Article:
What is Social Procurement?

by Chanel Clark | 13-08-2018

 

Social procurement involves organisations (including central and local government and private enterprise) using their purchasing power to generate positive social, environmental, cultural or economic outcomes through their contracted services.

In addition to the delivery of efficient goods, services and works, procurement also looks at what social benefit for the community can be derived from this activity - the goal being to regenerate the environment and create social foundations for people to thrive.

Providers can include both traditional suppliers as well as social enterprise - purpose-driven organisations that trade to deliver social and environmental impact. The types of beneficial activity can be;

  • Creation of jobs and training for young people and at-risk groups
  • Encouraging local economic trade and development
  • Social inclusion, especially for vulnerable groups, giving them the opportunity to participate within the community and economy
  • Addressing complex issues such as intergenerational unemployment, crime, and the decline of local communities or amongst disengaged groups
  • Assisting and mentoring groups as well as individuals to identify and develop thriving businesses that employ from their communities
  • Environmentally sustainable projects such as recycling and repurposing items

 

So why is it important?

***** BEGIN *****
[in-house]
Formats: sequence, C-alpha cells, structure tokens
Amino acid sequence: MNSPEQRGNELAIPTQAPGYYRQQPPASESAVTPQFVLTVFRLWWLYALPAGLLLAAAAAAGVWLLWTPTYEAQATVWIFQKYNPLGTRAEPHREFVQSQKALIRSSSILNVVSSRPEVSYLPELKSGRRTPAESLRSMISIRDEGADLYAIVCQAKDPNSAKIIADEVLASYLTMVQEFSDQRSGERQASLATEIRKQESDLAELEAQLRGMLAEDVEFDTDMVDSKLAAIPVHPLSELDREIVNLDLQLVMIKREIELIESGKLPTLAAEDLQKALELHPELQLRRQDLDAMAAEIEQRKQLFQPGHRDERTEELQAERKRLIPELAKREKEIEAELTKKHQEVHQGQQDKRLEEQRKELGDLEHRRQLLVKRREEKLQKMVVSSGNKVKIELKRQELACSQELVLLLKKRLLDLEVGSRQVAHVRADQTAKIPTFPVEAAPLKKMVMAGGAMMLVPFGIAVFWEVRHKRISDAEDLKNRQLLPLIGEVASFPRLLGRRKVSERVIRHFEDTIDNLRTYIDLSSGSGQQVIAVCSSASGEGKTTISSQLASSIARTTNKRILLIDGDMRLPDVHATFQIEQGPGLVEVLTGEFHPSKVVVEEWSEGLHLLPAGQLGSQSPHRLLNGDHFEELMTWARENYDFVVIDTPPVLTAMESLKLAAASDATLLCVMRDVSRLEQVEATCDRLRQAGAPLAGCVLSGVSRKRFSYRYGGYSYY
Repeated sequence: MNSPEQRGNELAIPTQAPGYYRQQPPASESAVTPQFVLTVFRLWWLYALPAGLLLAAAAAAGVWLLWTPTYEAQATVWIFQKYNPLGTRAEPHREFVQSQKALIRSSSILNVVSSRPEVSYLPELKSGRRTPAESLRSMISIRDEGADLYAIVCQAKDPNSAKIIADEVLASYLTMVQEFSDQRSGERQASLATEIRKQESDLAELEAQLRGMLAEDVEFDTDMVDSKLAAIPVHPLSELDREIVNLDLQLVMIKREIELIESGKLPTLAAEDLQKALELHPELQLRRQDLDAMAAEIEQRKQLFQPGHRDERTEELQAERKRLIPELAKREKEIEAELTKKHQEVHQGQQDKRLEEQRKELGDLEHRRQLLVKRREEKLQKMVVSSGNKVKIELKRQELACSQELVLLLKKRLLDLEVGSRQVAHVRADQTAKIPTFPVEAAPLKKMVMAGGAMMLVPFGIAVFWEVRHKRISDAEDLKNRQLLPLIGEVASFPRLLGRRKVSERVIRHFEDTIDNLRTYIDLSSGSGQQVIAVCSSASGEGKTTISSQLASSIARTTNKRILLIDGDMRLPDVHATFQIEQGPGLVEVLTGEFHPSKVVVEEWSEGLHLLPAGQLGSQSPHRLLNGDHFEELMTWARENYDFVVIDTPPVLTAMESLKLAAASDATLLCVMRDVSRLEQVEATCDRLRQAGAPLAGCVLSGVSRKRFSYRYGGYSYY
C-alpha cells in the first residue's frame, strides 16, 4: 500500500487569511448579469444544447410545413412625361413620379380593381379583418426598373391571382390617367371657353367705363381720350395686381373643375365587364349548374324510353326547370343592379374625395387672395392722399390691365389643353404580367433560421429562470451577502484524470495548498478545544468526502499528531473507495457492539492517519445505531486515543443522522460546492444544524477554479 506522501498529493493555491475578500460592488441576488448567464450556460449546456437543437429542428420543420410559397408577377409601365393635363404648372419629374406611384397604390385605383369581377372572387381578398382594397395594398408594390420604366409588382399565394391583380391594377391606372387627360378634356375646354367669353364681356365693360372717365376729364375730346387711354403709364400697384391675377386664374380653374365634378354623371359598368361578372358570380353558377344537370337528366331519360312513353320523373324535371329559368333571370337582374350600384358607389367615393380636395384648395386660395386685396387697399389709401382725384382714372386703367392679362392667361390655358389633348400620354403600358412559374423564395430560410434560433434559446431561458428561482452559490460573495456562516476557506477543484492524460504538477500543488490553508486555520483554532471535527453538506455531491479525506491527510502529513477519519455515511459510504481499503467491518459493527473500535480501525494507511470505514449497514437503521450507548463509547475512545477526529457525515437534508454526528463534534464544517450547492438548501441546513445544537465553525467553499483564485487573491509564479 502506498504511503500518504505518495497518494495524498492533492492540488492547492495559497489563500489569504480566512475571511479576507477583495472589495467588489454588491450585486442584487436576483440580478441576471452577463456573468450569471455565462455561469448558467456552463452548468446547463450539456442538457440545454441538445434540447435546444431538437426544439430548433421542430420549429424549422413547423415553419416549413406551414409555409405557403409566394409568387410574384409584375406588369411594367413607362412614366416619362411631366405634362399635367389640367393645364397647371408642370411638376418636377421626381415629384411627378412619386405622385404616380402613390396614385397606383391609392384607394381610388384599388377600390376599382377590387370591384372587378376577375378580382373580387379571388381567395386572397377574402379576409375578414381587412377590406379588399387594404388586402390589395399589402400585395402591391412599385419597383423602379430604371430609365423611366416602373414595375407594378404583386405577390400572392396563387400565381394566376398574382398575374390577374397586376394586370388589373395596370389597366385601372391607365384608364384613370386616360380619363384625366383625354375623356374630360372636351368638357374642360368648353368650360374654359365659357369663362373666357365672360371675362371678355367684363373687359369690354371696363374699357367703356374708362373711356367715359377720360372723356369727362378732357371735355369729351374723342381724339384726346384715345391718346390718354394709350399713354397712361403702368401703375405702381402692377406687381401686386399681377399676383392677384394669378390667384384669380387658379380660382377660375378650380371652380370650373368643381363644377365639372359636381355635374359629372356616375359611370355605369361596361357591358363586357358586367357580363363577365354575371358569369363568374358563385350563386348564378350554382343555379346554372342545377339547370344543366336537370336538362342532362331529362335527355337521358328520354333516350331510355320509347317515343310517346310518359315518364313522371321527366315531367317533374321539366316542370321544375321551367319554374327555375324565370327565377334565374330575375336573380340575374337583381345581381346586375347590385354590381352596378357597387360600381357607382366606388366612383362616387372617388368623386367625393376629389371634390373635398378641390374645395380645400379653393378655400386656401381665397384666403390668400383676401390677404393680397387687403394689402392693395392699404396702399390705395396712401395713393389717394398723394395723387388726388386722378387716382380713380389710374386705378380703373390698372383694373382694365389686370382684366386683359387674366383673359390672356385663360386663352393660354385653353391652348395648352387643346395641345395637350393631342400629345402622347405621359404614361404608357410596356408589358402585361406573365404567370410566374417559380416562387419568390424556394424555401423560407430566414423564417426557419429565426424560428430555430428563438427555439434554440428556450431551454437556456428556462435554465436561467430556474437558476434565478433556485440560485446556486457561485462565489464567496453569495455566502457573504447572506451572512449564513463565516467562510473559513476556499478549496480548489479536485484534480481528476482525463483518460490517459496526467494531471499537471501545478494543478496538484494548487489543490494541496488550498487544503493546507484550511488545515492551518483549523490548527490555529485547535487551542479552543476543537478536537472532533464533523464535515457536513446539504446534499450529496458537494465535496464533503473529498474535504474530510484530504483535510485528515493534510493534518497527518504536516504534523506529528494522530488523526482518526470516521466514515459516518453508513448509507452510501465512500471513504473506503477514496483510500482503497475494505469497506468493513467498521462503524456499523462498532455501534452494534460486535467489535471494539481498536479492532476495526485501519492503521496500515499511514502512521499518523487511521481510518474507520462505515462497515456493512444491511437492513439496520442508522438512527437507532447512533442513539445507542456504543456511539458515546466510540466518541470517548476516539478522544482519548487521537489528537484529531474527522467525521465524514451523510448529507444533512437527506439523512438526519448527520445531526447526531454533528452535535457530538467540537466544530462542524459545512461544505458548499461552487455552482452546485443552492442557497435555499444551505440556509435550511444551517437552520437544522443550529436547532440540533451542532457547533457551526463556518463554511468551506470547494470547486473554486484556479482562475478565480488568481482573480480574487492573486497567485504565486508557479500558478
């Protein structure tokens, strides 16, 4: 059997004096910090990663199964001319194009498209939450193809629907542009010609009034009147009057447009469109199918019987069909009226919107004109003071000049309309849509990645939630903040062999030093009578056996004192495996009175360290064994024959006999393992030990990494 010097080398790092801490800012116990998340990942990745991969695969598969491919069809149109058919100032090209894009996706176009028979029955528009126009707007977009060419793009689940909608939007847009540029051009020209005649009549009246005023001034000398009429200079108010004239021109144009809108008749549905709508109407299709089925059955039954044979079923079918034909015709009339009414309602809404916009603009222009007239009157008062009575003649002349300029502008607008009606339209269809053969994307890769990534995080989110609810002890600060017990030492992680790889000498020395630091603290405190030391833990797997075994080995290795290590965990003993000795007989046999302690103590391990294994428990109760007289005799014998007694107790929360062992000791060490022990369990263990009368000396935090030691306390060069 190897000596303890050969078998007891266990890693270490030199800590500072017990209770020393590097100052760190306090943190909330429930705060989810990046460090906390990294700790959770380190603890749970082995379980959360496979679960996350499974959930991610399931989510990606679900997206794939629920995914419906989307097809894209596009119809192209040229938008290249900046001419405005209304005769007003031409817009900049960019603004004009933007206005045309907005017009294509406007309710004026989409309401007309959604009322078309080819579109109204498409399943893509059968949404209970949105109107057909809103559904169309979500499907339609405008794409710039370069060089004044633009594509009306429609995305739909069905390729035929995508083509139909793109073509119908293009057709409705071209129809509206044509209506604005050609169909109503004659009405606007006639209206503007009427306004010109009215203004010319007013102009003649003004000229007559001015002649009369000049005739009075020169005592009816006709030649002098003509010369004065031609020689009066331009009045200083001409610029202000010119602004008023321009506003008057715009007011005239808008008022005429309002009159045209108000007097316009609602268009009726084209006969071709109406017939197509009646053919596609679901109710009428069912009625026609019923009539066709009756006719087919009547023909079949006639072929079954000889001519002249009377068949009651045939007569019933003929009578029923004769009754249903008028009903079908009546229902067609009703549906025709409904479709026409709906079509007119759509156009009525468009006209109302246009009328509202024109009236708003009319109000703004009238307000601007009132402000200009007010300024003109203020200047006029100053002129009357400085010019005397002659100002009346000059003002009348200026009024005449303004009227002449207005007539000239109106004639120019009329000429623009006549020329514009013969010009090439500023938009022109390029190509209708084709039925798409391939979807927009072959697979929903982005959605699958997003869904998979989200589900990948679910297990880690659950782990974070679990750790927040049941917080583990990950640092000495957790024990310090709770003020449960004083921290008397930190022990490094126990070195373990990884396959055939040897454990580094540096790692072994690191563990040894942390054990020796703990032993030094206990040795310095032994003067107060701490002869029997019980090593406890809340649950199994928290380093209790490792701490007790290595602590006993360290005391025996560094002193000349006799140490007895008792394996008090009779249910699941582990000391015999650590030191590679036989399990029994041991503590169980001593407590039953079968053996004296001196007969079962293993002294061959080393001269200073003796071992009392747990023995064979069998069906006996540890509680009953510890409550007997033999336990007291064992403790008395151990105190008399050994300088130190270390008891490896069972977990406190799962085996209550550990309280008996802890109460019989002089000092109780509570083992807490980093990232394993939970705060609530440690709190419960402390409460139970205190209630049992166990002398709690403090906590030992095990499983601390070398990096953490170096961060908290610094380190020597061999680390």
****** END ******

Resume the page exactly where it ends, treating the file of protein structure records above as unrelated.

Increasingly, our purchasing decisions also take into account where the product is produced, how and by whom it is made, and its environmental impact. Companies that are committed to environmental sustainability, community well-being, ethical sourcing and economic responsibility are becoming the favourites as our focus begins to shift towards the damage we are doing to the planet and what we can do to reduce this. 

Colmar Brunton conducted a recent study of 15,600 New Zealanders that showed their attitudes and behaviours towards socially, environmentally and economically responsible brands from 2009-2017. Their “Better Futures Report, 2017” highlighted these key findings;

“People see value in making sustainable choices and say they are willing to act accordingly”

  • Females are 75% more committed than males to making sustainable choices. Males come in at just 21%. 
  • 69%:  Kiwis who are willing to pay a bit more to get the best organic, sustainable and ethically produced products available
  • 83%:  Kiwis who would stop purchasing a company’s products if they heard about them being irresponsible or unethical

“Sustainability story is important in appealing to employees, as well as influencing brand reputation more broadly”

  • 73% say it’s important for them to work for a company that is socially and environmentally responsible
  • 64% of Kiwis would rather work for a company with strong values even if they are paid less
  • Only 55% of Kiwi businesses currently take sustainability seriously

 

7 ways to make your business more socially conscious